I was about to write an article about how The New York Times had reached a new low—and then, in its international edition, it published a cartoon of Donald Trump wearing a yarmulke, being walked by a dog with the face of Prime Minister Benjamin Netanyahu and a Star of David collar. The Times apologized after a backlash, with an official stating: “Such imagery is always dangerous, and at a time when anti-Semitism is on the rise worldwide, it’s all the more unacceptable.”
I was initially planning to write about Michelle Goldberg, the latest writer to bring an anti-Israel animus to the Times’ opinion page. Coming from the generally anti-Israel magazine The Nation, this should not have surprised readers; however, in the short time that she’s been a columnist with the Times she’s distinguished herself as one of the worst.
In January, I pointed out the absurdity of her column claiming that anti-Zionism was not anti-Semitism. Her ignorance was again on display in a new column defending Omar Barghouti and the BDS movement. “The B.D.S. movement doesn’t engage in or promote violence. Its leaders make an effort to separate anti-Zionism and anti-Semitism,” she claimed. Goldberg further misstated the goals of the movement as “agnostic on a final dispensation of the Israeli-Palestinian conflict.” Finally, in protesting Barghouti’s ban from the United States, she asserted: “Barghouti threatens America’s defenders not because he’s hateful, but because he isn’t.”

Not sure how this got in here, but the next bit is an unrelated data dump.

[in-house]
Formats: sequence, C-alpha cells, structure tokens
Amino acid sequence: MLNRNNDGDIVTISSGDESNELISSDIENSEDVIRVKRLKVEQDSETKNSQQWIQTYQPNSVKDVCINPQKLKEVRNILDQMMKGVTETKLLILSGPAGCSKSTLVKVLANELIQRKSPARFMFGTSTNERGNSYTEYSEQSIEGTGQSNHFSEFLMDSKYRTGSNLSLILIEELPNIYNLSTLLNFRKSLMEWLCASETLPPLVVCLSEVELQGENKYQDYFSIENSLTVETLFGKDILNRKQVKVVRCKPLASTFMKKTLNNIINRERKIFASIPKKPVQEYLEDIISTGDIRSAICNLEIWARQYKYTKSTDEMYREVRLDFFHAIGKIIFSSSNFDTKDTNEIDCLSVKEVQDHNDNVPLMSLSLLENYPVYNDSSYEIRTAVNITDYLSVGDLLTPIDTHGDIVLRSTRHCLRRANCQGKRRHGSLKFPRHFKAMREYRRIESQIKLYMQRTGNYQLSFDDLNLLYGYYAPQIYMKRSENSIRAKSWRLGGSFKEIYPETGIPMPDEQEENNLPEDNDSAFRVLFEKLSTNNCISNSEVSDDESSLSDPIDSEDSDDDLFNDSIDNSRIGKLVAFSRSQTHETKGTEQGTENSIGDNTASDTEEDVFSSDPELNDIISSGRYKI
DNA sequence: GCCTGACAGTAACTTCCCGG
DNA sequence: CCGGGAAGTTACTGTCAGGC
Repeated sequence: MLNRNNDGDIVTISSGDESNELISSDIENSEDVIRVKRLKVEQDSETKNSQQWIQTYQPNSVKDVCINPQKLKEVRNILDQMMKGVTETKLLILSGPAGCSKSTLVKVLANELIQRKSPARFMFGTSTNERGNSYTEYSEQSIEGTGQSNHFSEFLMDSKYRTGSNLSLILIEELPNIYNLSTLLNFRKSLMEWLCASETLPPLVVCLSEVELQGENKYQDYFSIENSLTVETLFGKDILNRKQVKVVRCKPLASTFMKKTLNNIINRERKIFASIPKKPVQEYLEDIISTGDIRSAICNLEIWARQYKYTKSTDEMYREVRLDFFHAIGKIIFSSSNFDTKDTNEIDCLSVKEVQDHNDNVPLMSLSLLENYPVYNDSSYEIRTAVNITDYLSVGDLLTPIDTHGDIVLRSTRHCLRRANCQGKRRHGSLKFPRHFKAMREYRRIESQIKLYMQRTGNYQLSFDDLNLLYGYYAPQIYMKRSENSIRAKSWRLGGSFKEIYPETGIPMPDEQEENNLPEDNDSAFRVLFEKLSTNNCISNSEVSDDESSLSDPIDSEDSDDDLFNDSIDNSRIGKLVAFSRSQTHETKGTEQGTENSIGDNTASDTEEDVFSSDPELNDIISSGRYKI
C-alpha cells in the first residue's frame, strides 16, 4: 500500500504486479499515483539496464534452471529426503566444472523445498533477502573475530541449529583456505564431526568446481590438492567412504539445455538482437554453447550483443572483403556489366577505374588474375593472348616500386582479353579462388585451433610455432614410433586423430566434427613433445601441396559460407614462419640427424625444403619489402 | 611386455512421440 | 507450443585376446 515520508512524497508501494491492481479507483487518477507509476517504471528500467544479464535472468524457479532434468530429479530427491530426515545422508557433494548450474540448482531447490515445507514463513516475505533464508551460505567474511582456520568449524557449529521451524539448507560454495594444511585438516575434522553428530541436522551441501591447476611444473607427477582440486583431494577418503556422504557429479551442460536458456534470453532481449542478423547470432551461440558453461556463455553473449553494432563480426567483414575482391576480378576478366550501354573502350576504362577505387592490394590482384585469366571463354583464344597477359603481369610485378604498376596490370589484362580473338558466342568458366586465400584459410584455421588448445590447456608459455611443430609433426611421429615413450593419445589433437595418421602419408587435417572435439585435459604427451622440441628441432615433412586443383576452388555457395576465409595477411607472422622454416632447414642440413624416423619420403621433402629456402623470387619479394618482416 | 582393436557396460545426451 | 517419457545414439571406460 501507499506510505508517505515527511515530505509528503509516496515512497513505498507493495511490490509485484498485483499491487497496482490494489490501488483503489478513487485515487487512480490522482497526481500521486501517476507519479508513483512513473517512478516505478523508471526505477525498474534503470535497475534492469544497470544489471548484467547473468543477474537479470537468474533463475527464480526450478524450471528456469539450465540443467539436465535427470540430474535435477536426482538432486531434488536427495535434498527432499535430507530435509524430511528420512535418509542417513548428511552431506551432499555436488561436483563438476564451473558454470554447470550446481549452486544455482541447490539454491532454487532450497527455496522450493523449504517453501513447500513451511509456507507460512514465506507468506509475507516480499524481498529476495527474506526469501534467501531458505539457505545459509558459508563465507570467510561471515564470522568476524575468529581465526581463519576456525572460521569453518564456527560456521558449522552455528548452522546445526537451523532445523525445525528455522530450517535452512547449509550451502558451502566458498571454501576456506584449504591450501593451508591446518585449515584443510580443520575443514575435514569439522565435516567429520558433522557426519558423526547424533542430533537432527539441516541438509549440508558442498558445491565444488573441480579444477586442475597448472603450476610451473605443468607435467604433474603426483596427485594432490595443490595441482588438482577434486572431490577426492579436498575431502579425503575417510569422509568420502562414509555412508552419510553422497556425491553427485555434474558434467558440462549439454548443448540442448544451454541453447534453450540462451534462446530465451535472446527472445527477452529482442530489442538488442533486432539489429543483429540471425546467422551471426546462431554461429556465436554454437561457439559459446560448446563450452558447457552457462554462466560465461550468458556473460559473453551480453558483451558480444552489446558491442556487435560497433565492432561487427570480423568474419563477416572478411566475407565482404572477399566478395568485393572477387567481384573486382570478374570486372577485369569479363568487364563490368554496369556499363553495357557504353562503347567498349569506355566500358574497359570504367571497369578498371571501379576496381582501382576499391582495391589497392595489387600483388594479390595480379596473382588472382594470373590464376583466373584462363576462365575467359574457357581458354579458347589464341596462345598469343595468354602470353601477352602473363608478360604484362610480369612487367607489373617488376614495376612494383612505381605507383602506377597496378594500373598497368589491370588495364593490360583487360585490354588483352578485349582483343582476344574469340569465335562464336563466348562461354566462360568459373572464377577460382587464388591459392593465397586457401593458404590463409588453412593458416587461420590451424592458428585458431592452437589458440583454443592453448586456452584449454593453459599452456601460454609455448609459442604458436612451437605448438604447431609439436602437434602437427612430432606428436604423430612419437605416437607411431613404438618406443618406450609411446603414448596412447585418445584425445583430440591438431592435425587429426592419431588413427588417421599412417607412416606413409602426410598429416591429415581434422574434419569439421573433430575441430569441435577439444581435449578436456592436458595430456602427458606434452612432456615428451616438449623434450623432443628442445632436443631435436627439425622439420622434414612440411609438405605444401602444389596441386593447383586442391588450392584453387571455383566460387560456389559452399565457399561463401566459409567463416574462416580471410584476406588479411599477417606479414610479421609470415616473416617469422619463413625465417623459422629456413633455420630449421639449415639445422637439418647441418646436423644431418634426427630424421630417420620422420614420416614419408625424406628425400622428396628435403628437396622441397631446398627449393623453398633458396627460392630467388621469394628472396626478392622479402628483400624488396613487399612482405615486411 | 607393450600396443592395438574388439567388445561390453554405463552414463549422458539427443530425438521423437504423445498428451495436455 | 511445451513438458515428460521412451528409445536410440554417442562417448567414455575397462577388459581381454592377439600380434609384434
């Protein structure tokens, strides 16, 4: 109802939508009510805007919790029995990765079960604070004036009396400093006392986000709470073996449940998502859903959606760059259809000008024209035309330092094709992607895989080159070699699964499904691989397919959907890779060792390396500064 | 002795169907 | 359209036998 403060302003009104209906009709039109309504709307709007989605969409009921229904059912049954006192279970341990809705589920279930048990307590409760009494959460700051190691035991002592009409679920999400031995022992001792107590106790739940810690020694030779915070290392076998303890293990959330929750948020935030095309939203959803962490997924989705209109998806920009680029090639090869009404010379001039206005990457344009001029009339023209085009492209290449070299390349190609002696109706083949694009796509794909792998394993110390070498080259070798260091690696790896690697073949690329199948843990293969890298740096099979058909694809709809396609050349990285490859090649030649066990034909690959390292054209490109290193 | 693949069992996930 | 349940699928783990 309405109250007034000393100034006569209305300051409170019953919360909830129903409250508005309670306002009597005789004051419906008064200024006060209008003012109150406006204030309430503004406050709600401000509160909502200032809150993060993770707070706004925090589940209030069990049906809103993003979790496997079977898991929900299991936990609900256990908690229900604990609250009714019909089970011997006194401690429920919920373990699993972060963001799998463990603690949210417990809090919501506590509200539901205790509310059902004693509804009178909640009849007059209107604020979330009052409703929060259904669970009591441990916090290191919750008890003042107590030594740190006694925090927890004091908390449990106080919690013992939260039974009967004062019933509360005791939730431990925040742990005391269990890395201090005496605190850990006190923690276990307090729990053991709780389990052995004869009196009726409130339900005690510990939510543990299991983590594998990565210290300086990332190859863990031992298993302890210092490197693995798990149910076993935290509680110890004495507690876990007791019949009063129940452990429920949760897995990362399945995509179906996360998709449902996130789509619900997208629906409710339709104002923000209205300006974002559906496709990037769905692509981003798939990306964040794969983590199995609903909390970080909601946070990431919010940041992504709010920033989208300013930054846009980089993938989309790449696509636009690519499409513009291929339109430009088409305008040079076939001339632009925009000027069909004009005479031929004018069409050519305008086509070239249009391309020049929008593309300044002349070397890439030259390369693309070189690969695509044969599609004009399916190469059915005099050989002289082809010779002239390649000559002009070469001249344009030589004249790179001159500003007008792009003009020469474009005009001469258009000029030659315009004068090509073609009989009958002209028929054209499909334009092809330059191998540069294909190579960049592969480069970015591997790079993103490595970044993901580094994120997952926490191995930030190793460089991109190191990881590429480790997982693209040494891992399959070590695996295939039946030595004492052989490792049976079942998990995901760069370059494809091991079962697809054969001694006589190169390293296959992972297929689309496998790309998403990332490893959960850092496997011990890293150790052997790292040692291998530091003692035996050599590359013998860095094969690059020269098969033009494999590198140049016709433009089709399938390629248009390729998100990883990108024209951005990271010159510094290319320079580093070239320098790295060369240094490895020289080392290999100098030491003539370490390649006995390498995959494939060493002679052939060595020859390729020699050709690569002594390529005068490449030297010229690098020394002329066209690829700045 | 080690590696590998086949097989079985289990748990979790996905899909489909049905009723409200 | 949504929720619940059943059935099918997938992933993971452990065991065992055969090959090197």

Rather than cite all the examples of what Barghouti and other supporters of the anti-Semitic BDS campaign have said, readers can find them online. The crux of the matter is that the BDS movement’s aim is to demonize Israel and convince the international community to dismantle it. Barghouti and the rest do not recognize the Jewish people’s right to self-determination; they claim it only for the Palestinians. They are only non-violent if you ignore their desire to destroy Israel.
It was not enough, however, for the Times to publish Goldberg’s defense of the BDS movement and thereby contribute to the normalization of anti-Semitism. Instead, the paper doubled down on her position by printing a letter from Barghouti in which he quoted Jewish (of course) philosopher Joseph Levine, saying, “The very idea of a Jewish state [in Palestine] is undemocratic, a violation of the self-determination rights of its non-Jewish citizens, and therefore morally problematic.” Barghouti added the reference to Palestine. What he doesn’t mention is that Levine’s article, published in the Times, also argued that Israel has no right to exist and that saying so is not anti-Semitic.
In a twist on the old Palestinian propaganda line that their goal was a “secular, democratic state,” Barghouti says: “A true inclusive democracy, free from all colonial subjugation, discrimination and oppression, would enable Palestinian refugees to return and include Jewish Israelis as equal citizens and full partners in building a new shared society.”